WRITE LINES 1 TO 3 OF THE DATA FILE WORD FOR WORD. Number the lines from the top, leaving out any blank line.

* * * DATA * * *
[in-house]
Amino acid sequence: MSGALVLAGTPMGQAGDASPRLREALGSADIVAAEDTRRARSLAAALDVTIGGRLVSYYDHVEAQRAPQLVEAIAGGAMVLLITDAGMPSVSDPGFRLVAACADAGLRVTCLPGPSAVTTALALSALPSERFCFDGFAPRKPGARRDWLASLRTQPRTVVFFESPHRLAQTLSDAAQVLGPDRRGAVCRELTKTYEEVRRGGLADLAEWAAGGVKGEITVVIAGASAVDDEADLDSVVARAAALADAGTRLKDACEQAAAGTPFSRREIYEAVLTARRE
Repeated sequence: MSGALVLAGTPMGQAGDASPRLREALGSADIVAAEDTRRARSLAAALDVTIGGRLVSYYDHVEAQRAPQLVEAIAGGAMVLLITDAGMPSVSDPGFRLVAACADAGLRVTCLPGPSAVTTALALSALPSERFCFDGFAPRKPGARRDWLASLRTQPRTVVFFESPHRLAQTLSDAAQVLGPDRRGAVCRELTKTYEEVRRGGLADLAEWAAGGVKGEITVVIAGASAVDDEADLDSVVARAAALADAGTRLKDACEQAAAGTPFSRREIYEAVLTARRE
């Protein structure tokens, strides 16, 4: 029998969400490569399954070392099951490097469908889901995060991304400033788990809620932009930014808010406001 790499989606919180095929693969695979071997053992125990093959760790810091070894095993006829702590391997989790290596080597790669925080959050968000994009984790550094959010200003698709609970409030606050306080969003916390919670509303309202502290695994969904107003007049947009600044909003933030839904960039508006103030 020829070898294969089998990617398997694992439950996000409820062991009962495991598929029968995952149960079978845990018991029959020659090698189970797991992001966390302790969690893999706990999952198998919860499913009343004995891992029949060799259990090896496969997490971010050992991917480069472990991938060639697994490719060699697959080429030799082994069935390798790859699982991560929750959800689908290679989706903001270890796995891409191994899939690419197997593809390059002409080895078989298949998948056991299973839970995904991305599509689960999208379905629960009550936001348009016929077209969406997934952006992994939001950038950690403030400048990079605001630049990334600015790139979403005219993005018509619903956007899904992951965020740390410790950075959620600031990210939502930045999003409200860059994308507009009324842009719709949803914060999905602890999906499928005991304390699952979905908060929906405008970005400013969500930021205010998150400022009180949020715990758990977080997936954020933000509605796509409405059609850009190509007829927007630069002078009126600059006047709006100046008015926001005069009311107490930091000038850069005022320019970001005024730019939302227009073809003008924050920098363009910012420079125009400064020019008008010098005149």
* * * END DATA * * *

[in-house]
Amino acid sequence: MSGALVLAGTPMGQAGDASPRLREALGSADIVAAEDTRRARSLAAALDVTIGGRLVSYYDHVEAQRAPQLVEAIAGGAMVLLITDAGMPSVSDPGFRLVAACADAGLRVTCLPGPSAVTTALALSALPSERFCFDGFAPRKPGARRDWLASLRTQPRTVVFFESPHRLAQTLSDAAQVLGPDRRGAVCRELTKTYEEVRRGGLADLAEWAAGGVKGEITVVIAGASAVDDEADLDSVVARAAALADAGTRLKDACEQAAAGTPFSRREIYEAVLTARRE
Repeated sequence: MSGALVLAGTPMGQAGDASPRLREALGSADIVAAEDTRRARSLAAALDVTIGGRLVSYYDHVEAQRAPQLVEAIAGGAMVLLITDAGMPSVSDPGFRLVAACADAGLRVTCLPGPSAVTTALALSALPSERFCFDGFAPRKPGARRDWLASLRTQPRTVVFFESPHRLAQTLSDAAQVLGPDRRGAVCRELTKTYEEVRRGGLADLAEWAAGGVKGEITVVIAGASAVDDEADLDSVVARAAALADAGTRLKDACEQAAAGTPFSRREIYEAVLTARRE